[CORRECT]
    [CORRECT]
  2. Where do you think the carbon atoms in the cellulose molecule originally came from? Choose all that apply.
    [INCORRECT]
    [INCORRECT]
    [CORRECT]
    [CORRECT]

  


Carbon atoms cycle throughout the Geosphere and Biosphere as part of millions of different types of carbon compounds

Carbon atoms are continually on the move, cycling into and out of different components of the Biosphere and Geosphere. Carbon atoms do not cycle as single atoms but instead move as part of carbon compounds. Changing from one type of carbon compound to another as carbon cycles and is stored is a key feature of the carbon cycle. You will learn more about carbon compound transformations in Lab 1C.

The amount of CO2 trees absorb from air influences climate

Like all plants, trees are an important component of the Earth System biosphere encompasses all the living things that exist in the atmosphere, hydrosphere and lithosphere. primarily because they absorb so much carbon dioxide from the atmosphere and store the carbon in their biomass. As a greenhouse gas(GHG) atmospheric gases that warm the temperature of Earth's lower atmosphere by absorbing and emitting infrared radiation that would otherwise escape to outer space; includes carbon dioxide, methane, water vapor, ozone nitrous oxide and CFCs., carbon dioxide (CO2) plays an important role in regulating Earth's climate. By reducing the amount of atmospheric CO2, trees have the capacity to influence climate. You will learn more about carbon dioxide's role in regulating Earth's climate in Lab 3.

The amount of carbon stored in biomass depends on the balance of carbon input via photosynthesis and carbon output via respiration

There are three important carbon cycle processes that cycle carbon compounds into and out of trees, and into storage in biomass:

If the carbon input from photosynthesis is greater that the carbon output from respiration, trees will biosynthesize more biomass resulting in greater carbon storage. Measures of NPP will be higher. Conversely, if the carbon output of respiration is greater than the carbon input of photosynthesis, less carbon will be stored and measures of NPP will be lower.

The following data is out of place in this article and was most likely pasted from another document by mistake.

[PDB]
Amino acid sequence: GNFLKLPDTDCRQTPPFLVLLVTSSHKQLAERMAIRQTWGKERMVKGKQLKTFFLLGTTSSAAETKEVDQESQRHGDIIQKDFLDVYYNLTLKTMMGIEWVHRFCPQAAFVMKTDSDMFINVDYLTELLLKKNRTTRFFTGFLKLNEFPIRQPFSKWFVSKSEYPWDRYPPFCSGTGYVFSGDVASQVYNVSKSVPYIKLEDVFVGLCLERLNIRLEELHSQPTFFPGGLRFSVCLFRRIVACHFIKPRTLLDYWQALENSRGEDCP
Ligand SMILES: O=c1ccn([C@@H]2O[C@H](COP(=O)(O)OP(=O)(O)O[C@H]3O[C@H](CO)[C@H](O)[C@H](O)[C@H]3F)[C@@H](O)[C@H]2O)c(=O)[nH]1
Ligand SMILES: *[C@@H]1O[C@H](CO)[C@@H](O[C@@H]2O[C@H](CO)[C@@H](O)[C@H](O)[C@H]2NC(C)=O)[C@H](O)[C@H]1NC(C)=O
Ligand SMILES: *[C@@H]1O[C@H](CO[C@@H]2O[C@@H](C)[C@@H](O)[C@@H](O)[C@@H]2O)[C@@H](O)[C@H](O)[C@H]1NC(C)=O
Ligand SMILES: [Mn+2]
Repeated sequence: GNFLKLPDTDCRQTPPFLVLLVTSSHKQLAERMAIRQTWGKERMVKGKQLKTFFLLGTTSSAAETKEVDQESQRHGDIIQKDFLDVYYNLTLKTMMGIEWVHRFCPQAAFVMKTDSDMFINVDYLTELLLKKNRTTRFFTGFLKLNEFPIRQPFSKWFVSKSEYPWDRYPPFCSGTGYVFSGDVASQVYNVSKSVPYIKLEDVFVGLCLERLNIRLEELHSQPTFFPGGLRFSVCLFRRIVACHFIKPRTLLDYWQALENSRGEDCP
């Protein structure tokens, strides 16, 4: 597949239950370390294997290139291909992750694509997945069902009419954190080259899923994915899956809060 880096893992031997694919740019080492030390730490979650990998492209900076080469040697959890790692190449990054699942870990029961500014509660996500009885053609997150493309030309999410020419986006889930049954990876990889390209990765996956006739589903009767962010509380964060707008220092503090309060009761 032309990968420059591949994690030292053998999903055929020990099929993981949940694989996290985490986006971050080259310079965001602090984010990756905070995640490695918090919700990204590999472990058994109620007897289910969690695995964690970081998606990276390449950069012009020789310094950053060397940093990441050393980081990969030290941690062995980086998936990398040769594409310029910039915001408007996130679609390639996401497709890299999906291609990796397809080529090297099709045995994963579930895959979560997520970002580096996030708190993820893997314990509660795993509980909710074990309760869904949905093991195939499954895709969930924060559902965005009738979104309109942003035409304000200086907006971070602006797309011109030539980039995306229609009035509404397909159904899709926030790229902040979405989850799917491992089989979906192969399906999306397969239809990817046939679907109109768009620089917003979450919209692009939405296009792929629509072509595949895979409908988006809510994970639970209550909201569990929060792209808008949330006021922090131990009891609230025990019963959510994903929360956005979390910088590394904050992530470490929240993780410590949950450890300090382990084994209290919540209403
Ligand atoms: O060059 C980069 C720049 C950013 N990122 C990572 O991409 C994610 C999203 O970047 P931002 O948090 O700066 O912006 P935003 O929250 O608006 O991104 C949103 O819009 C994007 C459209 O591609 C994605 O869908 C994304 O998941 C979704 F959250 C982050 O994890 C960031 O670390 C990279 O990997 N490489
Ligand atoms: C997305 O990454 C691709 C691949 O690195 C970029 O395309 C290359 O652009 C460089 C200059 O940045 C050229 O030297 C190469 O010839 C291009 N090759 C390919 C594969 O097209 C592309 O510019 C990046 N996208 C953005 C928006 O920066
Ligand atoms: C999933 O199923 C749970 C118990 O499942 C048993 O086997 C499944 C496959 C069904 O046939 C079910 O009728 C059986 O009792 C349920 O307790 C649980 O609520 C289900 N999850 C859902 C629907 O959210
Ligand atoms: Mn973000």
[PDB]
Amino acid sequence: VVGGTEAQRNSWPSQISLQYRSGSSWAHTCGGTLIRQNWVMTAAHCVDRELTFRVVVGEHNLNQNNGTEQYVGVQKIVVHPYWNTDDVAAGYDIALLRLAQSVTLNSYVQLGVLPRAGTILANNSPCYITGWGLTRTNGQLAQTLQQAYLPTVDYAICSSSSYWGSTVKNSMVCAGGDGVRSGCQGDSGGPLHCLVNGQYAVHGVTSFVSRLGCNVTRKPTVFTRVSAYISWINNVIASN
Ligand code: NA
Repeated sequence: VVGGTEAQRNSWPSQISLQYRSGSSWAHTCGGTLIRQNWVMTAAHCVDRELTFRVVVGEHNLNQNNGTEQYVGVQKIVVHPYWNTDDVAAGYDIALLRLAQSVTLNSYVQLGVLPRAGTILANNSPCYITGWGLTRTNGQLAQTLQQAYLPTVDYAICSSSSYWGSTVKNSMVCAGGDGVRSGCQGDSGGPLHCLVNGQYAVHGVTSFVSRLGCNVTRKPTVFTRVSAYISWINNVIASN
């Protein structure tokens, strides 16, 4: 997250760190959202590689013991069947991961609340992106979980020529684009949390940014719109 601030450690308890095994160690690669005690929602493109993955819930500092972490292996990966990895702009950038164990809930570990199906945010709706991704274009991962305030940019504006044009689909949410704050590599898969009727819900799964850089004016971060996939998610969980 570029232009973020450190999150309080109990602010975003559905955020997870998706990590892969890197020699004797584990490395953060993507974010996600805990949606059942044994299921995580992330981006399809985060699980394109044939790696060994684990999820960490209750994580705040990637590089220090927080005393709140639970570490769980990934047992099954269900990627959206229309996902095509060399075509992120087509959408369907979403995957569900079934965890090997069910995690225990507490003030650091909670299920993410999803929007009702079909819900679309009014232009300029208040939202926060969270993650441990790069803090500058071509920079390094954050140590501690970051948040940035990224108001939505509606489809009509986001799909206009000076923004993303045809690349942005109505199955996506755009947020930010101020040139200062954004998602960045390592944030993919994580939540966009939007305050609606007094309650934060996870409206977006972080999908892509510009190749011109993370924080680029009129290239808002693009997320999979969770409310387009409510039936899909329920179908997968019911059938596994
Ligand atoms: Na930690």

1. Examine the diagram of the carbon cycle of a single tree, pictured on the right.
  2. Take a few minutes to trace where the carbon goes. When you are finished, answer the Checking In questions below.

Checking In

Check your understanding of where carbon goes once it enters a tree by answering the questions below. Check all that apply.

  1. Carbon dioxide (CO2) in the air enters a tree via the process(es) of .......?
    [INCORRECT]
    [INCORRECT]
    [CORRECT]
  2. Once CO2 enters the leaves of a tree, the carbon atoms can eventually move to........?
    [CORRECT]
    [CORRECT]
    [CORRECT]
    [CORRECT]
    [CORRECT]
  3. Under which of the following conditions would a tree add biomass and grow?
    [INCORRECT]
    [CORRECT]
    [INCORRECT]
  4. Carbon atoms get stored in new organic carbon compounds created by what process?
    [INCORRECT]
    [CORRECT]
    [INCORRECT]
  5. The source of a tree's biomass is mostly from...?
    [INCORRECT]
    [INCORRECT]
    [CORRECT]
    [CORRECT]
  6.   

Stop and Think

1: Using the tree diagram above to help you, explain why trees (and all plants) represent a small but complete carbon cycle. Draw your own diagram to help you illustrate your answer.

Optional Extension

Want to learn more about trees, carbon and primary production? Check out these resources:


« Previous Page      Next Page »